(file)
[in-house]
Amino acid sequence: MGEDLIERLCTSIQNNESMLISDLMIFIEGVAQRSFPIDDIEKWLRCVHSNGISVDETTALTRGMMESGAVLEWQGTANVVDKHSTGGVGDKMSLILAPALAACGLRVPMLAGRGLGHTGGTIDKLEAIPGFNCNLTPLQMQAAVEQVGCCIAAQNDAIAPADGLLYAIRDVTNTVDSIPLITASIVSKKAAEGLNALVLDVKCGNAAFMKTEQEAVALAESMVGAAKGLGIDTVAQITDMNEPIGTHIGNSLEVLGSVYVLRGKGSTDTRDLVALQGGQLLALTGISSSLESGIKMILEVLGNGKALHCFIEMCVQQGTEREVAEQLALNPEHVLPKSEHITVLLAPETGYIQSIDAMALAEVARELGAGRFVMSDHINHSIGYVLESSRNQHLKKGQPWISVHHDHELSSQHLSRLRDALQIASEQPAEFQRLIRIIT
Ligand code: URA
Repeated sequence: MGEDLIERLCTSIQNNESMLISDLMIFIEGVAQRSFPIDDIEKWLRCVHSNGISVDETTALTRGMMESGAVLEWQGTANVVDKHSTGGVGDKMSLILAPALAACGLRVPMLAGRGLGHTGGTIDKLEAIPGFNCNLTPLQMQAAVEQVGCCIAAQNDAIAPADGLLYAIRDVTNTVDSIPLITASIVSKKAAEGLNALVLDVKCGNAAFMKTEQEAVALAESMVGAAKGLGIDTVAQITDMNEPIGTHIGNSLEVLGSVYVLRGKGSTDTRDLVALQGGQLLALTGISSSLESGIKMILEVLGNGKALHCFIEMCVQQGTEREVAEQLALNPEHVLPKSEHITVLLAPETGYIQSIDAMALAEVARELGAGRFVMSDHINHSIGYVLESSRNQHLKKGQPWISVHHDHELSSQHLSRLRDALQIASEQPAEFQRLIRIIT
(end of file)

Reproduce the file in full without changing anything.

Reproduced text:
[in-house]
Amino acid sequence: MGEDLIERLCTSIQNNESMLISDLMIFIEGVAQRSFPIDDIEKWLRCVHSNGISVDETTALTRGMMESGAVLEWQGTANVVDKHSTGGVGDKMSLILAPALAACGLRVPMLAGRGLGHTGGTIDKLEAIPGFNCNLTPLQMQAAVEQVGCCIAAQNDAIAPADGLLYAIRDVTNTVDSIPLITASIVSKKAAEGLNALVLDVKCGNAAFMKTEQEAVALAESMVGAAKGLGIDTVAQITDMNEPIGTHIGNSLEVLGSVYVLRGKGSTDTRDLVALQGGQLLALTGISSSLESGIKMILEVLGNGKALHCFIEMCVQQGTEREVAEQLALNPEHVLPKSEHITVLLAPETGYIQSIDAMALAEVARELGAGRFVMSDHINHSIGYVLESSRNQHLKKGQPWISVHHDHELSSQHLSRLRDALQIASEQPAEFQRLIRIIT
Ligand code: URA
Repeated sequence: MGEDLIERLCTSIQNNESMLISDLMIFIEGVAQRSFPIDDIEKWLRCVHSNGISVDETTALTRGMMESGAVLEWQGTANVVDKHSTGGVGDKMSLILAPALAACGLRVPMLAGRGLGHTGGTIDKLEAIPGFNCNLTPLQMQAAVEQVGCCIAAQNDAIAPADGLLYAIRDVTNTVDSIPLITASIVSKKAAEGLNALVLDVKCGNAAFMKTEQEAVALAESMVGAAKGLGIDTVAQITDMNEPIGTHIGNSLEVLGSVYVLRGKGSTDTRDLVALQGGQLLALTGISSSLESGIKMILEVLGNGKALHCFIEMCVQQGTEREVAEQLALNPEHVLPKSEHITVLLAPETGYIQSIDAMALAEVARELGAGRFVMSDHINHSIGYVLESSRNQHLKKGQPWISVHHDHELSSQHLSRLRDALQIASEQPAEFQRLIRIIT